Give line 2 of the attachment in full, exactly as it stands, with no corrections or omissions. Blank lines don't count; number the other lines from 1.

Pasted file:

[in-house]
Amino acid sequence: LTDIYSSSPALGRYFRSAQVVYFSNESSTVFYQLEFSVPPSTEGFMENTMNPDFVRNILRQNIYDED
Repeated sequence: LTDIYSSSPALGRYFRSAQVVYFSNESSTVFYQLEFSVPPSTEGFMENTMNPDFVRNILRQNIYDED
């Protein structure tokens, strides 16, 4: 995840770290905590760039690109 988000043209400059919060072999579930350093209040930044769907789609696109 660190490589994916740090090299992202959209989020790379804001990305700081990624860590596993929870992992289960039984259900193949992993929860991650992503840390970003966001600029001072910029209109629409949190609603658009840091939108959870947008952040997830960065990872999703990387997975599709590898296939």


Amino acid sequence: LTDIYSSSPALGRYFRSAQVVYFSNESSTVFYQLEFSVPPSTEGFMENTMNPDFVRNILRQNIYDED